The Language of Sand
Bantam, Apr 6 2010, $15.00
She remained in intensive care as the only survivor of a house fire that killed her husband and their four year old child. When she finally is released from the hospital, thirtyish Abigail feels adrift and disconnected. Pondering what to do as she grieves her twin losses and feeling a need to leave Boston the site of the tragedy, the lexicographer decides to move to the North Carolina barrier island Chapel Isle where her spouse spent many enjoyable summers growing up.
Abigail accepts the position of lighthouse caretaker. However upon arriving at Chapel Isle, the cottage she rented without seeing is dilapidated. The islanders initially for the most part reject her as an outsider, but soon Abby, as they call her, makes friends with two locals Merle and Ruth, who warmly welcome her. Others quickly follow. As she works on repairing the lighthouse, accommodating the ghost haunting the place, and fixing up the cottage, Abby makes an effort to help Nat, the island pariah with a tragic past like hers feel as welcome as the two ladies did her.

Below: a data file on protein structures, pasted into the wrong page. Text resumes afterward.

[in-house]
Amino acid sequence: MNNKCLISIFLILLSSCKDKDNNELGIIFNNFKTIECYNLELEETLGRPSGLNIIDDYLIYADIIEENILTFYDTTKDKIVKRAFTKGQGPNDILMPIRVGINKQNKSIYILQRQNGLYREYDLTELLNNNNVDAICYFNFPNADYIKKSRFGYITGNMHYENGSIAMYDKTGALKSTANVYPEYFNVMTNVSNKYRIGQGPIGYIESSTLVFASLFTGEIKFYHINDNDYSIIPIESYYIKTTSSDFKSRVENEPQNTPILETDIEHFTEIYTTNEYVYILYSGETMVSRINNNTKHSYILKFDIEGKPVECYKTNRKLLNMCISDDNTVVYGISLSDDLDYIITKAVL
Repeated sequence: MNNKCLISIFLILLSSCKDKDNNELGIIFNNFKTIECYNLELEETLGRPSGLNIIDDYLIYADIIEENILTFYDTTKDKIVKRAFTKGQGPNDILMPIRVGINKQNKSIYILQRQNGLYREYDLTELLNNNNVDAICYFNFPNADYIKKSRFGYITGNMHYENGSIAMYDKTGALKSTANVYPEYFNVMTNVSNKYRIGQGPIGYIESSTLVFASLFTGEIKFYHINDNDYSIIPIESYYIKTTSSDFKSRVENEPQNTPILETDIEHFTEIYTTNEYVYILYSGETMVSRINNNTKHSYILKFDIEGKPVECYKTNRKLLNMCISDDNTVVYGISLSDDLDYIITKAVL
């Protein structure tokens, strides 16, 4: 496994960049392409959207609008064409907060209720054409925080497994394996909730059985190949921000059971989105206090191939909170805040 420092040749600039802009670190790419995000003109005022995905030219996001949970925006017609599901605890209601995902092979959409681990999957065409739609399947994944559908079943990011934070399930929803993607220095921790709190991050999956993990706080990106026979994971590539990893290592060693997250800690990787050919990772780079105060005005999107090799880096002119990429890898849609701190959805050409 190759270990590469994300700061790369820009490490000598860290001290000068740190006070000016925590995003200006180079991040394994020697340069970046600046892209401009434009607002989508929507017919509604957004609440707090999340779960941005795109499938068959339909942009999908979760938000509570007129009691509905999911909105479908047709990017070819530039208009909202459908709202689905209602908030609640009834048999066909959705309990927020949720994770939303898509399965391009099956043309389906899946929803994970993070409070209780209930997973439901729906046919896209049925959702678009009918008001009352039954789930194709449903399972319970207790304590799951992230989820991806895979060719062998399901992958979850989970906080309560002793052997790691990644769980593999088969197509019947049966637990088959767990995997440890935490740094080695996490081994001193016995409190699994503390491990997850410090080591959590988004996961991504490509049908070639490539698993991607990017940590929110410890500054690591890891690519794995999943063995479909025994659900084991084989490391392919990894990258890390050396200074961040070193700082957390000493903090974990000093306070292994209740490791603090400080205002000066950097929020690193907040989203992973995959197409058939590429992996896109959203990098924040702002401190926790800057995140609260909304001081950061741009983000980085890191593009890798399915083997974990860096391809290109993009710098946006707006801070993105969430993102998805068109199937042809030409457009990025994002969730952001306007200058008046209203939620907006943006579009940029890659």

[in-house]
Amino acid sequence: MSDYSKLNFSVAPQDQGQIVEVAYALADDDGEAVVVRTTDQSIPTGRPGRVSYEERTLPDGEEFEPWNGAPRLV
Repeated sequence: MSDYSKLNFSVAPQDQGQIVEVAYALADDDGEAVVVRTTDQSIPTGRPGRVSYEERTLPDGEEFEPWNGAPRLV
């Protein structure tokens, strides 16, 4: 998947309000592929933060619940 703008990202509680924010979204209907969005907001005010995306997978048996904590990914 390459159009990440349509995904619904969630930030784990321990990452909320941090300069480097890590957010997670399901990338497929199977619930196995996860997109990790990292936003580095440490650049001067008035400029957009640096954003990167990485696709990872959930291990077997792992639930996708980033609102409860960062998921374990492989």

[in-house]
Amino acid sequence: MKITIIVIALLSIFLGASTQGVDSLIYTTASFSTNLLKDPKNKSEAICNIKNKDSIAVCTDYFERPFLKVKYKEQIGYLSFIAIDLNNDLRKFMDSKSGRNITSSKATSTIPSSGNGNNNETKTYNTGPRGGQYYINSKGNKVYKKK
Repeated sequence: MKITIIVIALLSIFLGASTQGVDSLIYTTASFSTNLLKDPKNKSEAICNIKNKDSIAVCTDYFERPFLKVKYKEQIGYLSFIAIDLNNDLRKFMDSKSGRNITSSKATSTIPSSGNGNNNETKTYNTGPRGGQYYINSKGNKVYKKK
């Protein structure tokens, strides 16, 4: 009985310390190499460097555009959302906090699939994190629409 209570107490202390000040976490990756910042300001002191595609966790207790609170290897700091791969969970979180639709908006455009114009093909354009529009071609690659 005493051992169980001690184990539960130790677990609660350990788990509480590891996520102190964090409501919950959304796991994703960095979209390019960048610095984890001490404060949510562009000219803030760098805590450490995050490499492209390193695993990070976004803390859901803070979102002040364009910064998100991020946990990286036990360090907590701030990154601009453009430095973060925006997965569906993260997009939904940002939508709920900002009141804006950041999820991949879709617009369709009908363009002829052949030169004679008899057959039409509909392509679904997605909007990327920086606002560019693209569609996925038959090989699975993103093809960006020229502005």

This is an engaging character study of a woman grieving a deep recent loss trying to start over in a fresh location that has ties to her late husband. The cast and the words that introduce each of the twenty-six chapters (remember the lead is a professional lexicographer) make for a fine tale of slowly moving on step by step through the phases of grief (in Abby’s case in alphabetical order).